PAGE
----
Mark Juddery is an author and historian based in Australia. His latest book, Overrated: The 50 Most Overhyped Things in History (Perigree), is already causing a stir. You can order it from Amazon or Barnes and Noble, and you can argue with Mark's choices (or suggest new ones) on his blog.

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iStock // Ekaterina Minaeva
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Man Buys Two Metric Tons of LEGO Bricks; Sorts Them Via Machine Learning
May 21, 2017
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iStock // Ekaterina Minaeva

Jacques Mattheij made a small, but awesome, mistake. He went on eBay one evening and bid on a bunch of bulk LEGO brick auctions, then went to sleep. Upon waking, he discovered that he was the high bidder on many, and was now the proud owner of two tons of LEGO bricks. (This is about 4400 pounds.) He wrote, "[L]esson 1: if you win almost all bids you are bidding too high."

Mattheij had noticed that bulk, unsorted bricks sell for something like €10/kilogram, whereas sets are roughly €40/kg and rare parts go for up to €100/kg. Much of the value of the bricks is in their sorting. If he could reduce the entropy of these bins of unsorted bricks, he could make a tidy profit. While many people do this work by hand, the problem is enormous—just the kind of challenge for a computer. Mattheij writes:

There are 38000+ shapes and there are 100+ possible shades of color (you can roughly tell how old someone is by asking them what lego colors they remember from their youth).

In the following months, Mattheij built a proof-of-concept sorting system using, of course, LEGO. He broke the problem down into a series of sub-problems (including "feeding LEGO reliably from a hopper is surprisingly hard," one of those facts of nature that will stymie even the best system design). After tinkering with the prototype at length, he expanded the system to a surprisingly complex system of conveyer belts (powered by a home treadmill), various pieces of cabinetry, and "copious quantities of crazy glue."

Here's a video showing the current system running at low speed:

The key part of the system was running the bricks past a camera paired with a computer running a neural net-based image classifier. That allows the computer (when sufficiently trained on brick images) to recognize bricks and thus categorize them by color, shape, or other parameters. Remember that as bricks pass by, they can be in any orientation, can be dirty, can even be stuck to other pieces. So having a flexible software system is key to recognizing—in a fraction of a second—what a given brick is, in order to sort it out. When a match is found, a jet of compressed air pops the piece off the conveyer belt and into a waiting bin.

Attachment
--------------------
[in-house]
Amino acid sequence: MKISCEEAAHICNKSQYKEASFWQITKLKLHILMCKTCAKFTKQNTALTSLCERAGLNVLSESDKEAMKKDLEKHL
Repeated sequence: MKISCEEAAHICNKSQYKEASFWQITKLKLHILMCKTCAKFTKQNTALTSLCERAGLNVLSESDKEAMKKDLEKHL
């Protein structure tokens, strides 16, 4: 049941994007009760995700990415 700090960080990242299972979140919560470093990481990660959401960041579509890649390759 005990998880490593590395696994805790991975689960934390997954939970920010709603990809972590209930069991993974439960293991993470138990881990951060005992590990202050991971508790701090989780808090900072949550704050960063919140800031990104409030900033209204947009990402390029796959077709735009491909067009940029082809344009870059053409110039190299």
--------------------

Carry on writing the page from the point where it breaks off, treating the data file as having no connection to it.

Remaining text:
After much experimentation, Mattheij rewrote the software (several times in fact) to accomplish a variety of basic tasks. At its core, the system takes images from a webcam and feeds them to a neural network to do the classification. Of course, the neural net needs to be "trained" by showing it lots of images, and telling it what those images represent. Mattheij's breakthrough was allowing the machine to effectively train itself, with guidance: Running pieces through allows the system to take its own photos, make a guess, and build on that guess. As long as Mattheij corrects the incorrect guesses, he ends up with a decent (and self-reinforcing) corpus of training data. As the machine continues running, it can rack up more training, allowing it to recognize a broad variety of pieces on the fly.

Here's another video, focusing on how the pieces move on conveyer belts (running at slow speed so puny humans can follow). You can also see the air jets in action:

In an email interview, Mattheij told Mental Floss that the system currently sorts LEGO bricks into more than 50 categories. It can also be run in a color-sorting mode to bin the parts across 12 color groups. (Thus at present you'd likely do a two-pass sort on the bricks: once for shape, then a separate pass for color.) He continues to refine the system, with a focus on making its recognition abilities faster. At some point down the line, he plans to make the software portion open source. You're on your own as far as building conveyer belts, bins, and so forth.

Check out Mattheij's writeup in two parts for more information. It starts with an overview of the story, followed up with a deep dive on the software. He's also tweeting about the project (among other things). And if you look around a bit, you'll find bulk LEGO brick auctions online—it's definitely a thing!

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May 23, 2017